A Smooth Trajectory: Developing Continuity and Progression between Primary and Secondary Science Education through a Jointly-Planned Projectiles Project

Daniel Davies, Kendra McMahon

Research output: Contribution to journalArticle

15 Citations (Scopus)

Abstract

This article reports on findings from a two‐year project—‘Improving Science Together’—undertaken in 20 primary and four secondary schools in and around Bristol, UK. The project was funded by the pharmaceutical company AstraZeneca PLC as part of their national Science Teaching Trust initiative, and had as one of its aims the development of cross‐phase liaison between secondary school science departments and their feeder primary schools. Our findings suggest that, as a result of joint planning and implementation of a bridging unit, there had been an increase in the secondary school teachers’ understanding of both the range of the science curriculum covered in primary schools and pupils’ levels of attainment in the procedures of scientific enquiry. There was also evidence that transfer assessment information was informing planning and that pupils were experiencing greater continuity in their science education.
Original languageEnglish
Pages (from-to)1009 – 1021
Number of pages13
JournalInternational Journal of Science Education
Volume26
Issue number8
DOIs
Publication statusPublished - 1 Aug 2004

Cite this

@article{3f931637cb9647168745fef49836f32c,
title = "A Smooth Trajectory: Developing Continuity and Progression between Primary and Secondary Science Education through a Jointly-Planned Projectiles Project",
abstract = "This article reports on findings from a two‐year project—‘Improving Science Together’—undertaken in 20 primary and four secondary schools in and around Bristol, UK. The project was funded by the pharmaceutical company AstraZeneca PLC as part of their national Science Teaching Trust initiative, and had as one of its aims the development of cross‐phase liaison between secondary school science departments and their feeder primary schools. Our findings suggest that, as a result of joint planning and implementation of a bridging unit, there had been an increase in the secondary school teachers’ understanding of both the range of the science curriculum covered in primary schools and pupils’ levels of attainment in the procedures of scientific enquiry. There was also evidence that transfer assessment information was informing planning and that pupils were experiencing greater continuity in their science education.",
author = "Daniel Davies and Kendra McMahon",
year = "2004",
month = "8",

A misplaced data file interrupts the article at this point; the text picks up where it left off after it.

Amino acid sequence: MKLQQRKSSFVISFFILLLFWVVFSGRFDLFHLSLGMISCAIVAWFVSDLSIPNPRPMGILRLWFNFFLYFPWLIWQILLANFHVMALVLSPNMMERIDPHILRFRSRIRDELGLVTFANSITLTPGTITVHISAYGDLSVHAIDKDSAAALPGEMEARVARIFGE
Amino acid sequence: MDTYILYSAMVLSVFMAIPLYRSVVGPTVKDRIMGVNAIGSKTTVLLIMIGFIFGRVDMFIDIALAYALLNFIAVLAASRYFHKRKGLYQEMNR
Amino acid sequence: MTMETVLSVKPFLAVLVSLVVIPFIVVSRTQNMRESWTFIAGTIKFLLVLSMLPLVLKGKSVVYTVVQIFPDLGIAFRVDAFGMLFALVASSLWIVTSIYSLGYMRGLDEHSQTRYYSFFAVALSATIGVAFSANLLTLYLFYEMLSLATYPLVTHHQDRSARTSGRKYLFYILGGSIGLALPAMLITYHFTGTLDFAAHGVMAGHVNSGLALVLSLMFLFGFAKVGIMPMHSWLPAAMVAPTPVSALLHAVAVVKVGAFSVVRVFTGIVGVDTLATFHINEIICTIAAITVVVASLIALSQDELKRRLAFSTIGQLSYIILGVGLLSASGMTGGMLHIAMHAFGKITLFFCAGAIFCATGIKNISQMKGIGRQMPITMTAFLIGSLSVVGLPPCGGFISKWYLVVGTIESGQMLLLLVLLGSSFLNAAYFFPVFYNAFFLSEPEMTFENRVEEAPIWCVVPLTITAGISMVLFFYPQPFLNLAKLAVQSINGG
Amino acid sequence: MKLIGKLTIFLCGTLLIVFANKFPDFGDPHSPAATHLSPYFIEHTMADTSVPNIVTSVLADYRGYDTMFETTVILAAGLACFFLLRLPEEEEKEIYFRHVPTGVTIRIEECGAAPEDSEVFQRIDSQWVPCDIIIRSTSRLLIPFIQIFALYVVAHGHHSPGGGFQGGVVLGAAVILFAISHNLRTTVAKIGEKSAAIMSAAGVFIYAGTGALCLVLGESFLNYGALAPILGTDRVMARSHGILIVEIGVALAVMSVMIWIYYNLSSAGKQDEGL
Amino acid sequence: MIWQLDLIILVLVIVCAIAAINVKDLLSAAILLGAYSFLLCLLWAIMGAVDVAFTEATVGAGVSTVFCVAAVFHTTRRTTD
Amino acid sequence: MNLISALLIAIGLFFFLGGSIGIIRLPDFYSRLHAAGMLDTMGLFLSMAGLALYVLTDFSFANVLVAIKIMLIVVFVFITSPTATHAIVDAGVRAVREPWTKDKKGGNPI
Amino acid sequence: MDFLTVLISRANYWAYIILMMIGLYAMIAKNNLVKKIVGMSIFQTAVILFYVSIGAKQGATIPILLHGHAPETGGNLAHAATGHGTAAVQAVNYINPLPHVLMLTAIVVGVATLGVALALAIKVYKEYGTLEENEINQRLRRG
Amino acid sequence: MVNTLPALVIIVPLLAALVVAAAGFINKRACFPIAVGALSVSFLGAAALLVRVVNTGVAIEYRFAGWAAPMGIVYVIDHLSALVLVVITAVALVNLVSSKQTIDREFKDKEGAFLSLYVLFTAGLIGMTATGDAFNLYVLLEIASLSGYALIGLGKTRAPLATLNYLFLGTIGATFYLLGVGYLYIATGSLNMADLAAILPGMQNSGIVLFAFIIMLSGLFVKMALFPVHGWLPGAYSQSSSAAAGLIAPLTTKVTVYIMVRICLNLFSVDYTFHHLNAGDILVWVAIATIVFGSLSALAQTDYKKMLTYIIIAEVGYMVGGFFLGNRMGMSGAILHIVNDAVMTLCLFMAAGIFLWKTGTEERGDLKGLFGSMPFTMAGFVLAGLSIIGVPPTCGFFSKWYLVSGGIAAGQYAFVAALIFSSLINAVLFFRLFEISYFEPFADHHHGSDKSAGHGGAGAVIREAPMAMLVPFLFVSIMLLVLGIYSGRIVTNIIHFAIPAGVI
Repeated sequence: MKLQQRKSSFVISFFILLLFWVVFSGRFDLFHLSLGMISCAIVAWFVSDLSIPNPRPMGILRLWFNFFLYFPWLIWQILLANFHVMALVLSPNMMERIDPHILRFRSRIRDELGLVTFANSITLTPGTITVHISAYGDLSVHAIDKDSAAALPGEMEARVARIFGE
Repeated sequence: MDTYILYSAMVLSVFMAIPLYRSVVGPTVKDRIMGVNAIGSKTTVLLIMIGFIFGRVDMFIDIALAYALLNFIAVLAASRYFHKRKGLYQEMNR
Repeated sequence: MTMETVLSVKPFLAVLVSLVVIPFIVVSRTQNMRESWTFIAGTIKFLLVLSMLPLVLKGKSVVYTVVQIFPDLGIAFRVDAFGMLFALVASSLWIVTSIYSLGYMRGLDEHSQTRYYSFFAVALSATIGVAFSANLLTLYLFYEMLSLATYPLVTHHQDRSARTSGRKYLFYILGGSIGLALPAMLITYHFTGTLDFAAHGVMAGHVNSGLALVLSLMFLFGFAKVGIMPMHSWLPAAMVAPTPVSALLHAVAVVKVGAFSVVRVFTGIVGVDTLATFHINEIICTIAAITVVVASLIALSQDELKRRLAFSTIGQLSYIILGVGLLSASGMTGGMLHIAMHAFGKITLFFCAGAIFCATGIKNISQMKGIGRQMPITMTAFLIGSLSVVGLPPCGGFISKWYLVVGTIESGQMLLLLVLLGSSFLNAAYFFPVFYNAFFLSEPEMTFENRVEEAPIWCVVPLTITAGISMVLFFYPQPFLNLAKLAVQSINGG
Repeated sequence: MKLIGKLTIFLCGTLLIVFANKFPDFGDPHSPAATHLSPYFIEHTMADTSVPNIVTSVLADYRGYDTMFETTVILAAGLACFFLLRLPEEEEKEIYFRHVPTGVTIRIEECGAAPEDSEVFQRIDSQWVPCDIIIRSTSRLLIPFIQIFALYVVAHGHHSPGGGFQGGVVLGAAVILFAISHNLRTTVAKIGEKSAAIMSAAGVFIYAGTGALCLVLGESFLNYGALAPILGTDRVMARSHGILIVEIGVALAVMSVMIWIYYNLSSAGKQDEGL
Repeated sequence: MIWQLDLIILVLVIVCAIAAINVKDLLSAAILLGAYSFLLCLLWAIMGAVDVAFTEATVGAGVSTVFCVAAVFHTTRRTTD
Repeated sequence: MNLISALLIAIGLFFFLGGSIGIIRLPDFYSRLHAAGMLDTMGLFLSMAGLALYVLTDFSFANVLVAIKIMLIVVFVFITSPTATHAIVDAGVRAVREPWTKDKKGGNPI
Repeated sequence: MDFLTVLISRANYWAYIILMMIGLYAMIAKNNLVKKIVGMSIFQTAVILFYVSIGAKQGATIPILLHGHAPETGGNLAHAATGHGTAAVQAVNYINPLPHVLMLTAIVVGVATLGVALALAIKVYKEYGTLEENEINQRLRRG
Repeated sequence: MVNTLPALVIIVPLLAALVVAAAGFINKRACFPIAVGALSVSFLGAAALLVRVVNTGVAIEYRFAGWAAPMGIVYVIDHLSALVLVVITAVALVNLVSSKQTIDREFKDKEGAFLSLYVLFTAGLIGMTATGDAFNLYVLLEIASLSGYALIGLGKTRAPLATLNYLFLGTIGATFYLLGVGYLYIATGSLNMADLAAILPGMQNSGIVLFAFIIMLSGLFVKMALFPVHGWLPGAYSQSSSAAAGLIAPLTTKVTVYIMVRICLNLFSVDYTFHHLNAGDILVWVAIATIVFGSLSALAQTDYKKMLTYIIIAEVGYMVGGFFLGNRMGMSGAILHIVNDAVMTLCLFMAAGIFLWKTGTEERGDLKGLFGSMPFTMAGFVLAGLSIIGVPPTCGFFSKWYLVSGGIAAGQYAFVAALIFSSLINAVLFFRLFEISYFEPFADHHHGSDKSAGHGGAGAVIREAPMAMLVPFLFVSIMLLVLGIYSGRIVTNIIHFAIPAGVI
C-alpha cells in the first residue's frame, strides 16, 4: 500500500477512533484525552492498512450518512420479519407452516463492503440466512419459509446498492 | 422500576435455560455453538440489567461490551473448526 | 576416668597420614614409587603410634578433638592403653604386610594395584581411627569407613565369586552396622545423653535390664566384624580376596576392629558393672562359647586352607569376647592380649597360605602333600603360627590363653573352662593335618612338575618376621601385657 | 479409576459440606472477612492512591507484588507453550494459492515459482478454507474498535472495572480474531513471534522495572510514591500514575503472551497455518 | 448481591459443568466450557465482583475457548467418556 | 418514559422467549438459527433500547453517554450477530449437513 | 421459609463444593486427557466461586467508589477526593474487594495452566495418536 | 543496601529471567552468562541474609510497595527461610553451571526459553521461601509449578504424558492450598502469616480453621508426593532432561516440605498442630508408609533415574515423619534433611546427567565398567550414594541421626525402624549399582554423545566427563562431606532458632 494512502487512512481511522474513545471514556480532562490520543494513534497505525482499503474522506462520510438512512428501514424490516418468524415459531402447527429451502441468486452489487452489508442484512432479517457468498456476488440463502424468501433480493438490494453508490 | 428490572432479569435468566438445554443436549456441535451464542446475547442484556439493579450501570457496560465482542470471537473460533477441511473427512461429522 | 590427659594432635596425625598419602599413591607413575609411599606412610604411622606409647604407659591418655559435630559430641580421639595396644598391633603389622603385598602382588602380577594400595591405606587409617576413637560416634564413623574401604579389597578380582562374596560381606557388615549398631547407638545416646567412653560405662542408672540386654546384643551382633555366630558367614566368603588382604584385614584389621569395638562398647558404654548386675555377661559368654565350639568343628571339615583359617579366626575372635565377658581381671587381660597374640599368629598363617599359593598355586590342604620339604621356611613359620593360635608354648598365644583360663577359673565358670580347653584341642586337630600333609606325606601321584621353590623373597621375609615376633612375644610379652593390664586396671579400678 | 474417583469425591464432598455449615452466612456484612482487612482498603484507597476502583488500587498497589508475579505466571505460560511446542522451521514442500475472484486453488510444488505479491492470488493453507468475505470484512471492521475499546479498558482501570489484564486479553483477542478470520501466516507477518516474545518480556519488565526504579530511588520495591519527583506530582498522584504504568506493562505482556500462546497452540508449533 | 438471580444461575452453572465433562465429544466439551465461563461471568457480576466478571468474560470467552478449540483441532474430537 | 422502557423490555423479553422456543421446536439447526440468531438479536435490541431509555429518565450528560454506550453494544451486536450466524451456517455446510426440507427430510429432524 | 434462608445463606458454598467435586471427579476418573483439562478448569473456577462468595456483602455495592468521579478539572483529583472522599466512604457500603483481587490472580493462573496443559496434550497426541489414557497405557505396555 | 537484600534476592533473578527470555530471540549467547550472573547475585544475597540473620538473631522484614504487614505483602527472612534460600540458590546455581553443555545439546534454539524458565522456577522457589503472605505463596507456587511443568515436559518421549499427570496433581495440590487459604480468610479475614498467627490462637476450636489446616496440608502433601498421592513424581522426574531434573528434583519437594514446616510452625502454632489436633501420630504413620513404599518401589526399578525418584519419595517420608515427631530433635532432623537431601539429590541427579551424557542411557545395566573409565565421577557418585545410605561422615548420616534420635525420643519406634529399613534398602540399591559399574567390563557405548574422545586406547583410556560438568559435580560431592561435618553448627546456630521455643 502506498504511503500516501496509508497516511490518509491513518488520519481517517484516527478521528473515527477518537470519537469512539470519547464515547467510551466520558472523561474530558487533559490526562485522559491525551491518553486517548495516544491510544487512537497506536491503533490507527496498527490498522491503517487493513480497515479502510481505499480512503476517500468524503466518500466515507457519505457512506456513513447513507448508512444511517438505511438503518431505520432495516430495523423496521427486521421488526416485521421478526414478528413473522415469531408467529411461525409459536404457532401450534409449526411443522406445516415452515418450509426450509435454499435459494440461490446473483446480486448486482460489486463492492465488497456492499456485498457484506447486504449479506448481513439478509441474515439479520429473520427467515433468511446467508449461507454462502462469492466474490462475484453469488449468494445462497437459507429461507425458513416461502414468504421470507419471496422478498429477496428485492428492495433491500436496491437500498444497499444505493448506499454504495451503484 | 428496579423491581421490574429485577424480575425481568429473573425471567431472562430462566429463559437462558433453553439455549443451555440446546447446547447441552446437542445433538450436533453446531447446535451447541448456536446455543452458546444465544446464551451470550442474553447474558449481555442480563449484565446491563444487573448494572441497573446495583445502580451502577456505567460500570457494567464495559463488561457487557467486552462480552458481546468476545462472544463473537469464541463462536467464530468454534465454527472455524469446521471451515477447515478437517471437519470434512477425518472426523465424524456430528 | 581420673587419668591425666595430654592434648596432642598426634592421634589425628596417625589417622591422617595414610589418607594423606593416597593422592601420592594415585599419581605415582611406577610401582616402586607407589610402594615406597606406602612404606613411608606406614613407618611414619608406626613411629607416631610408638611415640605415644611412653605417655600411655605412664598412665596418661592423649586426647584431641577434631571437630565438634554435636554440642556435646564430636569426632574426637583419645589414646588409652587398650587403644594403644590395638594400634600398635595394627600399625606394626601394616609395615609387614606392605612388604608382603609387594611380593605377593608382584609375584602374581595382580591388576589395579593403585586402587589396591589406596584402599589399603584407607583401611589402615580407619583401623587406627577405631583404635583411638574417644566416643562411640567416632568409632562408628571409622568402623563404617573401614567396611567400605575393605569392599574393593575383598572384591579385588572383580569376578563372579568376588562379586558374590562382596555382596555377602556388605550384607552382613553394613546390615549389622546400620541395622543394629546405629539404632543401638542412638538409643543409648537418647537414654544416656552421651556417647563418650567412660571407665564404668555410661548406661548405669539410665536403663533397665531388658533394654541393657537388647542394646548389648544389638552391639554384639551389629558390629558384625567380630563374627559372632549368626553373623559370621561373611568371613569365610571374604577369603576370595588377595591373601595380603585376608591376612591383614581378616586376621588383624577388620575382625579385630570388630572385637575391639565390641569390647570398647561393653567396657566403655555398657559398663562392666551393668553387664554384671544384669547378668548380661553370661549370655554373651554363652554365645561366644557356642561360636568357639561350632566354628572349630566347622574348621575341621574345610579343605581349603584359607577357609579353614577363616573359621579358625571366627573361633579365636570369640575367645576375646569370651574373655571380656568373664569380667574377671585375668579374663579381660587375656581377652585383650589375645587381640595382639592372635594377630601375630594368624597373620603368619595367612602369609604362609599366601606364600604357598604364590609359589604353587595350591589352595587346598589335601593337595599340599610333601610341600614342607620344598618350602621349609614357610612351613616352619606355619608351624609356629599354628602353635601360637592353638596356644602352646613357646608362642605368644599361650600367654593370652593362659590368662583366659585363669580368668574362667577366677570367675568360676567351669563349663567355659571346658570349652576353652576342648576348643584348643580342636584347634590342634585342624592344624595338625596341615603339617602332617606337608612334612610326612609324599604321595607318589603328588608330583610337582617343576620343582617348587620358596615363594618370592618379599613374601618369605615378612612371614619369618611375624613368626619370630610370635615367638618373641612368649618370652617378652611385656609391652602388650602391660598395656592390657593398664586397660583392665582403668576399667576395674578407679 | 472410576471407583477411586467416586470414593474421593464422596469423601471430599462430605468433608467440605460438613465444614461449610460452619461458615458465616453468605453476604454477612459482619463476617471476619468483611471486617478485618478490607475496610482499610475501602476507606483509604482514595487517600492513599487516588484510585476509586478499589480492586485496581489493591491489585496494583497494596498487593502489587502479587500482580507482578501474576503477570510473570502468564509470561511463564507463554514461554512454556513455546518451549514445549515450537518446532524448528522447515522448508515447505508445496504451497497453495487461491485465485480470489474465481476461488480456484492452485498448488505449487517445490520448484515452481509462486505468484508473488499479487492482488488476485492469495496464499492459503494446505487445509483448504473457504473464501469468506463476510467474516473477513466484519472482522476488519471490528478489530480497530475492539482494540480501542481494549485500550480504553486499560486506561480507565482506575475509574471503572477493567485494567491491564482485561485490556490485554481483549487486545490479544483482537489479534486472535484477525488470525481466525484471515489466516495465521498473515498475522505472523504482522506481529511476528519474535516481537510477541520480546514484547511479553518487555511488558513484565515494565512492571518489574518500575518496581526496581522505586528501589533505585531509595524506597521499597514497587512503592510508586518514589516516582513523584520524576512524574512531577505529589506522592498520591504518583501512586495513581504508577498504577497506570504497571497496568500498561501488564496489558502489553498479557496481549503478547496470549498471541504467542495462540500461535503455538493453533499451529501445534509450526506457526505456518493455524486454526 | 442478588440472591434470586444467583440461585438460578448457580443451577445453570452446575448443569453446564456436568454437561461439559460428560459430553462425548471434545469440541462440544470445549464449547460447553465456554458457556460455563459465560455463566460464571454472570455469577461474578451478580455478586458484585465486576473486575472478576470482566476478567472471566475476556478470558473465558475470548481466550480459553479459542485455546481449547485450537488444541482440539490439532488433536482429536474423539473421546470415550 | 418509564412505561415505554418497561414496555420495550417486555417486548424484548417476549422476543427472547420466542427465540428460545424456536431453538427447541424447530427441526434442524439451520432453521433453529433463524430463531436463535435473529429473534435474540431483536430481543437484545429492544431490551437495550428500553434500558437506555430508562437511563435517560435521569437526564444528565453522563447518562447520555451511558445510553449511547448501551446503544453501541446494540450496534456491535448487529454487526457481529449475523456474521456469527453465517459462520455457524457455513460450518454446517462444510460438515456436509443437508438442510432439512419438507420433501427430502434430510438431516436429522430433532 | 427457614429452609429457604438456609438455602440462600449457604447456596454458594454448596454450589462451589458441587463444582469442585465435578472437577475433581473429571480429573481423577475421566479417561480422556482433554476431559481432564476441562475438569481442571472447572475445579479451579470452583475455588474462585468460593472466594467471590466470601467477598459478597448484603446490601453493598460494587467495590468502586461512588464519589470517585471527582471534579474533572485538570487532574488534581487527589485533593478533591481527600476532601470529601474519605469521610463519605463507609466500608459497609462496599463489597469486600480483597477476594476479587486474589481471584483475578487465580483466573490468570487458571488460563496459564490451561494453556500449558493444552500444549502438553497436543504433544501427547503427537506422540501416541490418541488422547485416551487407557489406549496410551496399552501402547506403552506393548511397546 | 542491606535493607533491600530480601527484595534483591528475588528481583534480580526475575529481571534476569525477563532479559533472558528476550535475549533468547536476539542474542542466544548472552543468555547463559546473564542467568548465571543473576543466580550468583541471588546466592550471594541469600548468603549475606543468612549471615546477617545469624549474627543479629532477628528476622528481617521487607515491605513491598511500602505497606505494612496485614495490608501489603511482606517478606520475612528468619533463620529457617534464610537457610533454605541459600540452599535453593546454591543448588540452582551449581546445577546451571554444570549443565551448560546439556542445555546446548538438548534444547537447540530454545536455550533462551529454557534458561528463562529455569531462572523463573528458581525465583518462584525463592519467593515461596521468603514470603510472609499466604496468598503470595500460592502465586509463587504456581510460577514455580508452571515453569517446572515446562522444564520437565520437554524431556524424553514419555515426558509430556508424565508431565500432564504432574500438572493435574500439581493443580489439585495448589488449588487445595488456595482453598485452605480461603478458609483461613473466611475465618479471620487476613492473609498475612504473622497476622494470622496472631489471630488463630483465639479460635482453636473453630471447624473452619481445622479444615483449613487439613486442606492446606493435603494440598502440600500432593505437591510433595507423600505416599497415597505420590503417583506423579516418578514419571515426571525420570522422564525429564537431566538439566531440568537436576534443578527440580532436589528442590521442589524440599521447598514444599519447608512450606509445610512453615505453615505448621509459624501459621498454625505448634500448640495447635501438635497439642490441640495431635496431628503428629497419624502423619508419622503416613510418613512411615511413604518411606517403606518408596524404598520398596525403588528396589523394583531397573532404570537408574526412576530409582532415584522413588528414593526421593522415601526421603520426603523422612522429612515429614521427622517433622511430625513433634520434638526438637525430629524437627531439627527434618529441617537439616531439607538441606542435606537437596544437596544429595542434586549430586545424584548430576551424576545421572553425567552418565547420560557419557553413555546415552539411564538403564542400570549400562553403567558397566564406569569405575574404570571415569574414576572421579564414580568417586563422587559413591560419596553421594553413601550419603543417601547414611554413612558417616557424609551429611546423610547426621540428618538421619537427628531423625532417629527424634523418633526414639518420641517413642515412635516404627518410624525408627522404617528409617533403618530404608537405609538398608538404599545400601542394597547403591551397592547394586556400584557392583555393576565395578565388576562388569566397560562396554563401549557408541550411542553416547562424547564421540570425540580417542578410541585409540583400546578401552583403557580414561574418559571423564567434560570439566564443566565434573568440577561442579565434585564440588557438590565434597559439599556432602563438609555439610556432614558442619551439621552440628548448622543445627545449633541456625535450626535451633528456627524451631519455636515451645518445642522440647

day = "1",
doi = "10.1080/1468181032000158372",
language = "English",
volume = "26",
pages = "1009 – 1021",
journal = "International Journal of Science Education",
issn = "0950-0693",
publisher = "Taylor and Francis",
number = "8",

}

TY - JOUR

T1 - A Smooth Trajectory: Developing Continuity and Progression between Primary and Secondary Science Education through a Jointly-Planned Projectiles Project

AU - Davies, Daniel

AU - McMahon, Kendra

PY - 2004/8/1

Y1 - 2004/8/1

N2 - This article reports on findings from a two‐year project—‘Improving Science Together’—undertaken in 20 primary and four secondary schools in and around Bristol, UK. The project was funded by the pharmaceutical company AstraZeneca PLC as part of their national Science Teaching Trust initiative, and had as one of its aims the development of cross‐phase liaison between secondary school science departments and their feeder primary schools. Our findings suggest that, as a result of joint planning and implementation of a bridging unit, there had been an increase in the secondary school teachers’ understanding of both the range of the science curriculum covered in primary schools and pupils’ levels of attainment in the procedures of scientific enquiry. There was also evidence that transfer assessment information was informing planning and that pupils were experiencing greater continuity in their science education.

AB - This article reports on findings from a two‐year project—‘Improving Science Together’—undertaken in 20 primary and four secondary schools in and around Bristol, UK. The project was funded by the pharmaceutical company AstraZeneca PLC as part of their national Science Teaching Trust initiative, and had as one of its aims the development of cross‐phase liaison between secondary school science departments and their feeder primary schools. Our findings suggest that, as a result of joint planning and implementation of a bridging unit, there had been an increase in the secondary school teachers’ understanding of both the range of the science curriculum covered in primary schools and pupils’ levels of attainment in the procedures of scientific enquiry. There was also evidence that transfer assessment information was informing planning and that pupils were experiencing greater continuity in their science education.

U2 - 10.1080/1468181032000158372

DO - 10.1080/1468181032000158372

M3 - Article

VL - 26

SP - 1009

EP - 1021

JO - International Journal of Science Education

JF - International Journal of Science Education

SN - 0950-0693

IS - 8

ER -